How to Read Literature Like a Professor Summer Reading Questions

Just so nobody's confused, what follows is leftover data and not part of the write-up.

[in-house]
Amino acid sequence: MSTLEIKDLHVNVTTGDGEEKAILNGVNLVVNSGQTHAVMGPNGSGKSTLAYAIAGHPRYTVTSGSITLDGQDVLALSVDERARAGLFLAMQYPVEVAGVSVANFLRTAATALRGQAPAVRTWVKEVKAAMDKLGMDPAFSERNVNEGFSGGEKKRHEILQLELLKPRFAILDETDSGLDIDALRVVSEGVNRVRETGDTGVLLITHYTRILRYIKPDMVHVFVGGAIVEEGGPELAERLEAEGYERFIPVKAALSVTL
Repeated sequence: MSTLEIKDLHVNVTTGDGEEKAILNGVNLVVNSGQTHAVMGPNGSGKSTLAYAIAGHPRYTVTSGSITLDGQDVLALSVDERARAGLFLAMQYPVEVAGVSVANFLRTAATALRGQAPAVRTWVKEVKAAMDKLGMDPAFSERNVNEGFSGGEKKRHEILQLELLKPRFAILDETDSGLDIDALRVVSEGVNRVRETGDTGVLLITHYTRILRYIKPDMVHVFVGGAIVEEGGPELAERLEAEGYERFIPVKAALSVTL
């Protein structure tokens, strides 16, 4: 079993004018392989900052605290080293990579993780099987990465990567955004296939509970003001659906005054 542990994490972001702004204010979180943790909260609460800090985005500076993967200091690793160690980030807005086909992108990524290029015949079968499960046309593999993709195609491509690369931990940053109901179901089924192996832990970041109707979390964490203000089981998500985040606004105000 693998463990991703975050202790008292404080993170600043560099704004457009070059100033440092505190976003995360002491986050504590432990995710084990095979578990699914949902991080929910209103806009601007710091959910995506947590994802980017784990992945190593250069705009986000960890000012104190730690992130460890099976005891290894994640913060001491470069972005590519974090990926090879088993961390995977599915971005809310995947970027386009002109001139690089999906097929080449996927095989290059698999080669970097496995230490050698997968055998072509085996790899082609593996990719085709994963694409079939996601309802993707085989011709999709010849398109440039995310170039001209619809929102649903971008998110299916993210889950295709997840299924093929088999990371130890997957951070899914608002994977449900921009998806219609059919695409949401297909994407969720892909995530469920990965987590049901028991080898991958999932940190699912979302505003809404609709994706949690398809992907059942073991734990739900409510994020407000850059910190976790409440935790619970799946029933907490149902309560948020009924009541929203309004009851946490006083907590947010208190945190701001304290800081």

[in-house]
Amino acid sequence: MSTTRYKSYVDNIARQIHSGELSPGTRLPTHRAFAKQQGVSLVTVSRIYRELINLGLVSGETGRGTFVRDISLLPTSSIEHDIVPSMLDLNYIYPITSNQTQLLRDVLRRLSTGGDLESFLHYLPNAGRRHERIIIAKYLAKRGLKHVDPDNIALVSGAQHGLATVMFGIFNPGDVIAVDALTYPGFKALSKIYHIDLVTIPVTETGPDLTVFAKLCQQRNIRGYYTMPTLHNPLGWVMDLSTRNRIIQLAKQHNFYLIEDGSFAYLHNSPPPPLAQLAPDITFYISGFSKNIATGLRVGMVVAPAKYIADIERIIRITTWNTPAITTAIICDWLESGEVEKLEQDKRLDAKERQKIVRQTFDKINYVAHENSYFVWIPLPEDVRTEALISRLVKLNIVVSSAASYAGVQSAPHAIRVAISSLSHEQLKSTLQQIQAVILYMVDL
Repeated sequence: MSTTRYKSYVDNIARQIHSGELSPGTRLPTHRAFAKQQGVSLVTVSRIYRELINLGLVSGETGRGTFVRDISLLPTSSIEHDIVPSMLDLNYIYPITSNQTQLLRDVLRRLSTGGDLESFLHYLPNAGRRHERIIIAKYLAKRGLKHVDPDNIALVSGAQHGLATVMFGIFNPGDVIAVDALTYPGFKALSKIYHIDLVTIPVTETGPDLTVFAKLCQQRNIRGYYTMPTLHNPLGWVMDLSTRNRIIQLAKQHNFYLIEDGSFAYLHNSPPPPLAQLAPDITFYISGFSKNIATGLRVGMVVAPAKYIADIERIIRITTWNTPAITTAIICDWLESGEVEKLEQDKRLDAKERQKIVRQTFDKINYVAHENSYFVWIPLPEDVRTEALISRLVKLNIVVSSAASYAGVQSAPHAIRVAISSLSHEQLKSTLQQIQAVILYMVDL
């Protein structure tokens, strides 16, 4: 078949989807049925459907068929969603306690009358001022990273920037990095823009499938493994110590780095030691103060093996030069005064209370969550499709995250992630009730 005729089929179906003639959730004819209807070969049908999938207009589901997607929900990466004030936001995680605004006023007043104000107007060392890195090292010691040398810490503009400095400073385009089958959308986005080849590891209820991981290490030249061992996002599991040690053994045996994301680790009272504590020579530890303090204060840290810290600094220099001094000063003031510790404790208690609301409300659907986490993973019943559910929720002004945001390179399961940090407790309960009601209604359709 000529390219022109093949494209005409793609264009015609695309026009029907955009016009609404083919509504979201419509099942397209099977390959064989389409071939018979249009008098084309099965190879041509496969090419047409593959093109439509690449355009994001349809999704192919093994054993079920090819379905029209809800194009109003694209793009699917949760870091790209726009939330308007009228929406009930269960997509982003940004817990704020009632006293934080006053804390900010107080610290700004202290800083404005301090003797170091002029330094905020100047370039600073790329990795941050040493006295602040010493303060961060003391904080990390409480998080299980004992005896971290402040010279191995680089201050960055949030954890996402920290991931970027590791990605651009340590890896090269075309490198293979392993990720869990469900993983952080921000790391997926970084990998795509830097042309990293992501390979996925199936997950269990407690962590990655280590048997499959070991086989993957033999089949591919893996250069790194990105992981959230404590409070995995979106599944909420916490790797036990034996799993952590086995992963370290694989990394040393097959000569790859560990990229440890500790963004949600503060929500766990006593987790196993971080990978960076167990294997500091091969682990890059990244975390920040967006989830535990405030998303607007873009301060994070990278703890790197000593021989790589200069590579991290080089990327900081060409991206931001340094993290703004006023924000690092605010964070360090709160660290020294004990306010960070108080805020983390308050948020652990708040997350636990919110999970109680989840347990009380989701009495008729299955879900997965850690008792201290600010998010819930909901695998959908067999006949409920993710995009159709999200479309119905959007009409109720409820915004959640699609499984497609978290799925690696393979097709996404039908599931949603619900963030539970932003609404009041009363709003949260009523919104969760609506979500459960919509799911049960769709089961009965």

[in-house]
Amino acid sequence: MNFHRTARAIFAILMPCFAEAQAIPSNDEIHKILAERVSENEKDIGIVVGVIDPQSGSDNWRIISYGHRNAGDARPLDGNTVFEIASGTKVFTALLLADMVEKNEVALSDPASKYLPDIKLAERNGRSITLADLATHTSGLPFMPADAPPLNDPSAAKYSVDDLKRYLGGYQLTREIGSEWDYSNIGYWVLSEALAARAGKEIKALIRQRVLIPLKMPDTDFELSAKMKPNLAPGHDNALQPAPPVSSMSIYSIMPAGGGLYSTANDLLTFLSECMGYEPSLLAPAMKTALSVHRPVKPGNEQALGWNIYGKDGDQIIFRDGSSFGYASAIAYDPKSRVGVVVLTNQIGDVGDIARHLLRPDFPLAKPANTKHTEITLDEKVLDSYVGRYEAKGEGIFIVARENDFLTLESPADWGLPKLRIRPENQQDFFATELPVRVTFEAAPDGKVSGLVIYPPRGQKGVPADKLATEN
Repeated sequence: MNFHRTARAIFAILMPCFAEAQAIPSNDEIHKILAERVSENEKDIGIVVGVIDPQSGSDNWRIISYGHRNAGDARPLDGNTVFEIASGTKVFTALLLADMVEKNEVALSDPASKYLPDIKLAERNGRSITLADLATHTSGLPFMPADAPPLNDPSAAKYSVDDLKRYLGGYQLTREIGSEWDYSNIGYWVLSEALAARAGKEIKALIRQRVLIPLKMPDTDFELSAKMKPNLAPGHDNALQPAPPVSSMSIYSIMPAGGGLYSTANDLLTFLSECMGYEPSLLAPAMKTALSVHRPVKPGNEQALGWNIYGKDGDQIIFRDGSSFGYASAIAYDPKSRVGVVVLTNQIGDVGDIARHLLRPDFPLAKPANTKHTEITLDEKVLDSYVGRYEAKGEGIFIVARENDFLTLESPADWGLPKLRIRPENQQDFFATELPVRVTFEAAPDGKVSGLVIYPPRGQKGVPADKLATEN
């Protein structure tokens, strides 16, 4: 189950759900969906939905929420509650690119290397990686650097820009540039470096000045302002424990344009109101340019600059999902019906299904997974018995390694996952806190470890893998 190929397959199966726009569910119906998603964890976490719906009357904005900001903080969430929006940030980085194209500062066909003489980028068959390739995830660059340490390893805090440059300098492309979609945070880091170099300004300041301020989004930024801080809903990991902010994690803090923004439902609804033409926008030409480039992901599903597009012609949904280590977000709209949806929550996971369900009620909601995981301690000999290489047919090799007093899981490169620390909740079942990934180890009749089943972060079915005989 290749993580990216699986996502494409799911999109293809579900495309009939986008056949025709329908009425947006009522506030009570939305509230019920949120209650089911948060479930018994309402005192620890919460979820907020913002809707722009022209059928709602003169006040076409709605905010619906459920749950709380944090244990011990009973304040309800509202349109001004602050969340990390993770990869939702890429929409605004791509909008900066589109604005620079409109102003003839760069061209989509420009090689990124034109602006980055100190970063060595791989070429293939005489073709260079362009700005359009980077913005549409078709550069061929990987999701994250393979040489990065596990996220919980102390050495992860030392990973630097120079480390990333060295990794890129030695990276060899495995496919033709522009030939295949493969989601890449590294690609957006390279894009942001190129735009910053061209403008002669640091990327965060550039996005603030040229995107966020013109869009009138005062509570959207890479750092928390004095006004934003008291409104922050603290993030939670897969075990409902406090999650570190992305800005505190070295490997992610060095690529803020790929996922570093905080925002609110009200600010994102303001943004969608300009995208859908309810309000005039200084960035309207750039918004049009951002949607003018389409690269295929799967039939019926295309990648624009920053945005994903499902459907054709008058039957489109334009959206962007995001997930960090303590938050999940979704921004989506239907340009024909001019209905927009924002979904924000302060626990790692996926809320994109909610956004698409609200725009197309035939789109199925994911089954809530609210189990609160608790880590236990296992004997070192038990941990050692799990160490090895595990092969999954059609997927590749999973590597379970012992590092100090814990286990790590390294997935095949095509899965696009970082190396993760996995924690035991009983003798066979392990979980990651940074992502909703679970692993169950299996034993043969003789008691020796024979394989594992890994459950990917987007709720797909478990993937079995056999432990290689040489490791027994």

1. A Faustian bargain is more commonly known as a deal with the devil. In a Faustian bargain the protagonist is often offered something that he or she wants, but with a price: he or she must give up his or her soul. It appears constantly in literature in many different forms. Faustian bargains are present throughout One Flew Over the Cuckoo’s Nest because of all the bets McMurphy makes. He goes into the ward knowing about the big Nurse’s power, and basically convinces the patients to follow him in her overthrow. Their price, however, is the risk of being sent to the Disturbed Ward and receiving electro shock treatment or even a lobotomy. In this way, McMurphy can be seen as a satanic figure, who convinces confused and scared patients to bargain what is left of their sanity to take over a Nurse who has ten times more control over their fate. 2. The grammar of literature is what Foster describes as the reader knowing the structure and rules of literature. He says they are a “set of conventions and patterns, codes and rules” that each reader learns and utilizes as they are reading. They recognize the structure of a paragraph and a sentence and know how to interpret what is on the page in front of them. The reader learns over time this grammar of literature, and he or she develops his or her own way to read and interpret a text. Readers learn the structure of an essay and thus can anticipate with each sentence what is coming next; it is so ingrained in their heads that it comes naturally. We know that a paragraph introduces a topic, gives examples, and then relates those examples back to the initial topic. In this way, the reader has developed a grammar of literature and reading. 3. Professors use symbols and patterns in a multitude of ways in order to interpret a text. Professors of literature, given their extensive memory and knowledge of literature itself, are bound to recognize the patterns and symbols in nearly every text and relate it to another. They read and think symbolically, meaning they recognize everything as a symbol or something of importance until they realize it’s not employed as a symbol. They constantly question everything in a text in order to find the deeper meaning. They see things as they actually exist, but then also look at the same thing to represent something more substantial. Professors are also more adapted to recognize patterns in literature, meaning they see within the detail the patterns it reveals. They are able to look beyond the actual story with the plot and the characters and see the patterns the author has implemented. They are able to recognize which elements are actually substantial enough to aid the work and the plot, and which ones are just detail. Their ability to distance themselves from the work is what makes them able to recognize the symbols and patterns that a regular reader may not recognize in a work. 4. There are five characteristics to a quest. First, there must be a quester. Next, that quester must have a place to go. Third, he or she must have a stated reason to go there. Fourth, there must be challenges and trials during the journey. Lastly, there must be a real reason to go to the place. Usually, the quester doesn’t know it is an actual “quest”. The real reason for the quest is the most important, and usually has nothing to do with the actual, stated reason. 5. The usual reason behind a quest is self-knowledge. Quests are often educational and provide the quester with a learning experience that aids their self-discovery. The reason for the quester’s youth and immaturity often has something to do with why they are on a quest, and what they end up learning. The only subject that truly matters on a quest is himself or herself. 6. Our questers: McMurphy, Doctor Spivey, and the twelve patients that join them. A place to go: The patients all leave the hospital for a lake to go on a fishing trip. A stated...
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